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Diamond Spritz Fizz


1.5 oz
An Italian aperitif made of bitter orange, gentian, rhubarb and cinchona with other ingredients. Usually 11% ABV.
0.25 oz
The most common fruit juice used in cocktails. This citrus juice is about 6% acid; pure citric acid. Lemon juice should be used the day it is squeezed, some like it freshly squeezed and others like it a few hours old.
0.5 oz
Also refered to as French vermouth, these are (usually) colorless vermouths that have not been sweetened, containing less than 4% sugar.
0.5 oz
A syrup produced by bees (apis). Pure honey is 82% sugar and very viscous, if you add 64g water to every 100g honey you can make a thinner honey syrup that will substitute (with respect to sweetness) for simple syrup in any recipe, equivalent to 1.1:1 honey to water by volume. We try to always use 1:1 syrups by mass. However, most sources measure honey syrups by volume, this tends to make comparing recipes across sources that use honey syrups complicated, we tried to state what the original source uses in the recipe text. If no extra information is given, assume the syrup to be 1:1 by volume (eq ~1.4:1 by mass). Proteins in natural honey provide structure to bubbles in shaken drinks.
0.25 oz
A Swiss amaro made with 25 roots and herbs, including bitter orange, gentian, hyssop, rhubarb and wormwood; 28% ABV.
1 tsp
A citrus juice used in many cocktails, both for its sweet and tart taste and its color. Orange juice, unlike lemon and lime, can be kept fresh for days. In a blind taste test, most people liked day-old orange juice.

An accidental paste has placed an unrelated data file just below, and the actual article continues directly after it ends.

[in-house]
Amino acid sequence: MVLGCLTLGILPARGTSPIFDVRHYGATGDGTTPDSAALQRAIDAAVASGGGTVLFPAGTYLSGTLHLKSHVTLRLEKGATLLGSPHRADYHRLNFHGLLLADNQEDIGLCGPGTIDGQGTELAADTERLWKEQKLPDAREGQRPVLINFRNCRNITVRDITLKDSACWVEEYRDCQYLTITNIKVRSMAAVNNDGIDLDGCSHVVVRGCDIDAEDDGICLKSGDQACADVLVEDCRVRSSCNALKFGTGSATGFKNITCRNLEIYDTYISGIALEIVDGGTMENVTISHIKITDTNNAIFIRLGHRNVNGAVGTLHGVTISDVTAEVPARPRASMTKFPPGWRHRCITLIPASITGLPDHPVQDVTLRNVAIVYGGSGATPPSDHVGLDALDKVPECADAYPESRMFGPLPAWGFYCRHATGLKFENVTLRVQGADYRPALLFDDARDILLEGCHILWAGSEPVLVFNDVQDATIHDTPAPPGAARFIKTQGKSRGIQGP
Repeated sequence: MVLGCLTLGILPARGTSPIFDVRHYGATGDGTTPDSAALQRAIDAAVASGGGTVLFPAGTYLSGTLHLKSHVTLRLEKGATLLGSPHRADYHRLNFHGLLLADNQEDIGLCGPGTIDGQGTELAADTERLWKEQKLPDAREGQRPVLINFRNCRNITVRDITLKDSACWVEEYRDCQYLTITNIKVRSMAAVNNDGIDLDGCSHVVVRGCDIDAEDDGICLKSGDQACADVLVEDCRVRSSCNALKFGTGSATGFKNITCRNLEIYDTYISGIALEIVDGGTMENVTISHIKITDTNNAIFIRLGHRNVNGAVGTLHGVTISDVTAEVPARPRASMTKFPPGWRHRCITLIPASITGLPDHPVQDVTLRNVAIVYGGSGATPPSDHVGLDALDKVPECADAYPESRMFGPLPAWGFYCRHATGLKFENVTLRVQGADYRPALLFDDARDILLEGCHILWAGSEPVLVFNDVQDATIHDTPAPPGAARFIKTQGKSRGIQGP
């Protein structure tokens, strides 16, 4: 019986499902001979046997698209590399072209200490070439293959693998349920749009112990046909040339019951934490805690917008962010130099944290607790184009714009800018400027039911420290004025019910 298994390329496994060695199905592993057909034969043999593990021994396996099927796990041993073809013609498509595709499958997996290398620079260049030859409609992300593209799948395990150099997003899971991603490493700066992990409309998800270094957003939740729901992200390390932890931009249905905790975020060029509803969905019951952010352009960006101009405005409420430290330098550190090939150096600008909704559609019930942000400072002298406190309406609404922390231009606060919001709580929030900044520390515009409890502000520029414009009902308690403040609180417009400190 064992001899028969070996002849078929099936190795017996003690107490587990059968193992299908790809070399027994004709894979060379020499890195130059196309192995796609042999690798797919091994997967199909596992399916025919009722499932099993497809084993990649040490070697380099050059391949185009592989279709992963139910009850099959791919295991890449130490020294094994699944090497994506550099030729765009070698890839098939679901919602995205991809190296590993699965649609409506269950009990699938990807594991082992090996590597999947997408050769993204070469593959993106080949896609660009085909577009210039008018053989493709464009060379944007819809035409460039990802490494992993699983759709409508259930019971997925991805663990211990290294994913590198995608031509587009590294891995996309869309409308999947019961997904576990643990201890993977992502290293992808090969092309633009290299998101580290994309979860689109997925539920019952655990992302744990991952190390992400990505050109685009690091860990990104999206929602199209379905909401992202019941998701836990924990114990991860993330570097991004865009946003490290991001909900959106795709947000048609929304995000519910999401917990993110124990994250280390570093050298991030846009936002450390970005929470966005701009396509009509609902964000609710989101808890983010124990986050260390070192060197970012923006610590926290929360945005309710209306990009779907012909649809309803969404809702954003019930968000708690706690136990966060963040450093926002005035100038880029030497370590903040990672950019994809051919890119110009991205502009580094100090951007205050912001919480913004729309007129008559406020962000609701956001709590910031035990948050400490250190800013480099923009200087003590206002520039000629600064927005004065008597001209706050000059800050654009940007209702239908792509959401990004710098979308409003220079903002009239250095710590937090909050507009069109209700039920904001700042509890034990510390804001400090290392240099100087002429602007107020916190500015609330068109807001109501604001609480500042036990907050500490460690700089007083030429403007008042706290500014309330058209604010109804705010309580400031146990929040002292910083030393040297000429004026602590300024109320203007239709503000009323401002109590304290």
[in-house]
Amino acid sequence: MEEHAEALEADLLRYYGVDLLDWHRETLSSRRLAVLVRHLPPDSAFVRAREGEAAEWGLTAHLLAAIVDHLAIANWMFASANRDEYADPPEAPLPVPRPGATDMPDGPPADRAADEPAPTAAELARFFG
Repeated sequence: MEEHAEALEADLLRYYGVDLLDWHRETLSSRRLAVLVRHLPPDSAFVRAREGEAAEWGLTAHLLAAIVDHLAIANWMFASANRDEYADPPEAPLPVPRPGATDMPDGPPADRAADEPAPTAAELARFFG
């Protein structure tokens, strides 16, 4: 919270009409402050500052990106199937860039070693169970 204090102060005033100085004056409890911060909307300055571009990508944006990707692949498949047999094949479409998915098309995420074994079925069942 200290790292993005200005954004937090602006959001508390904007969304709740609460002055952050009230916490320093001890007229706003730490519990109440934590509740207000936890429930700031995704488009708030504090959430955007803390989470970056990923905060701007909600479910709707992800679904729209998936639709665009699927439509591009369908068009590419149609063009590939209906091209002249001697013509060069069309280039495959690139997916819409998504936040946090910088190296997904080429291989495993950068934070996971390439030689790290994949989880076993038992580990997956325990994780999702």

1
You know what eggs are. In cocktails, eggs are used for their foaming properties, giving the drink a rich and creamy texture. The eggs proteins form a 'net' that traps air and liquid extremely well; for this reason, drinks that contain eggs are shaken. They are also used for egg washing, a type of booze washing. Some cocktails use only the egg white (fizzes) and some use the whole egg or only the yolk (flips). There are common non-egg substitutes out there, check out insta-foam
2.5 oz
A carbonated wine usually from natural fermentation, but increasingly via carbon dioxide injection.
1 peel
An orange colored citrus fruit. Many types of orange make an appearance in cocktails. The peel and juice are equally valuable to diverse cocktails.

Add all ingredients, except the wine, in a shaker. Dry shake, without ice, to emulsify. Add ice and shake again for 20 seconds. Strain into a Collins glass over a very small amount of ice. Slowly top with the sparkling wine. Garnish with an orange twist. #shake #ontherocks


Adapted from Isaac Shumway for Toscanini, San Francisco, CA.


Fresh
Creamy
Spritz, 2016
avg. 1.0 (1)
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